Convocation ceremonies are nothing new for Lila Bruyere and Shawn Johnston. Before attending Laurier, the mother and son had earned four degrees and a college diploma between them, and they had proudly watched each other cross the stage to receive each one.
But the convocation ceremony they both attended at Laurier was different.
For the first time, both mother and son donned graduation robes at the same time. Not only did Bruyere, 61, and Johnston, 37, become members of Laurier’s class of 2014, they also graduated from the same program, the Faculty of Social Work’s Aboriginal Field of Study. By all accounts, it was a first for the university.
It wasn’t long ago that Johnston would stop in the middle of the bridge he crossed every day on the way to his call-centre job and contemplate jumping off.
As rare as it is for a mother and son to graduate at the same time, from the same program, at the same university, the paths Bruyere and Johnston have taken to where they are today are even more remarkable.
It wasn’t long ago that Johnston would stop in the middle of the bridge he crossed every day on the way to his call-centre job and contemplate jumping off. “I would ask myself, ‘Would anyone miss me?’” he says.
At the time, he was addicted to alcohol, cocaine and crystal meth, and his life had hit a point where it didn’t look like things could get better.
Johnston left his home on the Couchiching First Nation near Fort Frances, Ontario, for Winnipeg at just 16 after dropping out of high school. “I faced a lot of bullying and at the time, there were so few supports for Aboriginal youth,” he says. “But school was something I always enjoyed. I always knew education was something I wanted.”
After moving to Winnipeg, Johnston tried completing his GED but fell a few marks short. He then began a decade-long decent into addiction.
After spending 30 days in a rehab centre, he kicked his addiction to crystal meth, but quickly returned to drinking and cocaine. “A few months later, I just came to a realization that I wanted something better for myself. I was serious this time.”
That was when Bruyere’s phone rang back on the Couchiching reserve.
For Bruyere, her son’s struggle was painfully familiar. A survivor of the residential school system, where she was physically abused by her instructors, Bruyere was an alcoholic by the time she entered adulthood.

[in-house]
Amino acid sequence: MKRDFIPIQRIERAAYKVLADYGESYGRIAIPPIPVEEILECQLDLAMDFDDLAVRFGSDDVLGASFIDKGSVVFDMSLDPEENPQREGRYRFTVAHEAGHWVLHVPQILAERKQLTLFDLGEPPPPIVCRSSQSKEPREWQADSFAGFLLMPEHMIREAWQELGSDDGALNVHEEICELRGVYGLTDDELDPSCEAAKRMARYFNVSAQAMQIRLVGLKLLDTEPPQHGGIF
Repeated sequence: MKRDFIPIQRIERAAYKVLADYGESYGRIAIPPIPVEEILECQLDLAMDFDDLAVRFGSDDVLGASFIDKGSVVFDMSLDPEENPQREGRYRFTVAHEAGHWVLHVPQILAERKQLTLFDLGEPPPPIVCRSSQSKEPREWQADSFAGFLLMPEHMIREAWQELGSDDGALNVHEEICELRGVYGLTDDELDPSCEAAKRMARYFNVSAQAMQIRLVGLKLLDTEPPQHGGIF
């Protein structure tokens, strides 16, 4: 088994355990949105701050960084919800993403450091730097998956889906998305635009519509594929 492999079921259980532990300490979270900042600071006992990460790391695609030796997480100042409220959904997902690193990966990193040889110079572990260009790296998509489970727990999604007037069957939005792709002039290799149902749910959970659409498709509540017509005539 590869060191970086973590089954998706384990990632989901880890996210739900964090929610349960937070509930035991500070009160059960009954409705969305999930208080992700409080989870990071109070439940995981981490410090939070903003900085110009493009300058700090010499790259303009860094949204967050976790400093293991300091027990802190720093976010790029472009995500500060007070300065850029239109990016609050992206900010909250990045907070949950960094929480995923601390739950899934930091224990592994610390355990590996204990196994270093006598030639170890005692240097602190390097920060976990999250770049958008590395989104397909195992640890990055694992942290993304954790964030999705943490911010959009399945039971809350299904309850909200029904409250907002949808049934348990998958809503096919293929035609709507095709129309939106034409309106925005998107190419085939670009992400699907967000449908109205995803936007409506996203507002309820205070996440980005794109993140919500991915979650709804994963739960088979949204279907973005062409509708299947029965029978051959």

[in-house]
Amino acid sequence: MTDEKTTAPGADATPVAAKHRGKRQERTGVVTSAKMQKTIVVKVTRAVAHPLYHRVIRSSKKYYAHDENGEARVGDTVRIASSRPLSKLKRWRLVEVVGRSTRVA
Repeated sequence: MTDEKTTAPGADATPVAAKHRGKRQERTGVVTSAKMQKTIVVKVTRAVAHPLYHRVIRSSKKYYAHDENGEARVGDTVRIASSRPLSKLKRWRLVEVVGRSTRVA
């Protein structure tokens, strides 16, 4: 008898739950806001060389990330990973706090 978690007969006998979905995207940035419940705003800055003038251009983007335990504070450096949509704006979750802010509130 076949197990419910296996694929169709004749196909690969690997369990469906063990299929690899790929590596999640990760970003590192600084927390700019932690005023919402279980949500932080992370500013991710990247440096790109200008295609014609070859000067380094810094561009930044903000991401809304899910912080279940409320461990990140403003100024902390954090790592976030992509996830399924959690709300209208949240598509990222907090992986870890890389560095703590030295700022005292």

“I grew up with my parents drinking and they were residential school survivors themselves, so they had problems of their own,” she says of the vicious cycle that affected so many Aboriginal families. “They had 12 of us, and every time one child left for a residential school, there was another one being born.”
A single mother, Bruyere struggled with addiction through the early parts of her three sons’ lives, but her children inspired her to get her life back on track.
“I wanted the cycle of abandonment to stop,” she says. “Being a residential school survivor, I had no idea how to be a parent, but I knew I wanted to be there for my sons. I wanted them to know who I am as their mom. So I started my own healing and kept myself in treatment.”
A friend encouraged her to pursue a Bachelor of Social Work degree through Carleton University’s distance education program. The prospect of going back to school in her early 40s seemed preposterous to Bruyere, but her friend convinced her to register. Four years later, she had earned her degree.
“I never, ever thought I would be able to do that,” she says. “And the highlight was having my sons in the crowd.”
The moment wasn’t lost on Johnston. “Watching her walk across the stage, I was just amazed,” he recalls. Although it would be nearly a decade before he went back to school himself, the experience helped fuel his desire to pursue his own education.
"It’s so important we acknowledge the success stories in the Aboriginal community,” says Johnston. “I think it’s really important that youth hear these stories and think ‘Hey, if they can go to school, so can I.’”
When Bruyere answered the phone and her distraught son was on the other end, Bruyere’s response was simple. “I don’t lecture,” she says. “I just listened to him. I told him, ‘I’ll help you out, but you have to do the work.’”
Johnston checked into the Native Horizons Treatment Centre in Six Nations First Nation. With his mother as a support and an inspiration, he started to recover.
“I always had that message in the back of my mind that I could do this because I had seen my mom do it,” he says.
In 2009, Johnston completed a two-year Social Service Worker diploma at Lambton College in Sarnia, Ontario, and then went on to complete a three-year Bachelor of Social Work from Western University in 2012.
He then enrolled in Laurier’s Master of Social Work Aboriginal Field of Study program, the first program of its kind in Canada that is rooted in the Aboriginal worldview.
At the same time, Bruyere was considering a master’s degree. Johnston’s response when his mom told him she would be joining him in class? “That’s pretty cool,” he recalls with a laugh.
Through their year at Laurier, Bruyere and Johnston discussed assignments and called each other for help. They even worked together on a project studying the effects of a residential school system on two generations of a family.
Bruyere and Johnston both hope to continue giving back to the Aboriginal community. Johnston plans on working with Aboriginal youth for a few years and is considering a PhD, while Bruyere wants to work with residential school survivors.
It’s so important we acknowledge the success stories in the Aboriginal community,” says Johnston. “I think it’s really important that youth hear these stories and think ‘Hey, if they can go to school, so can I.’”
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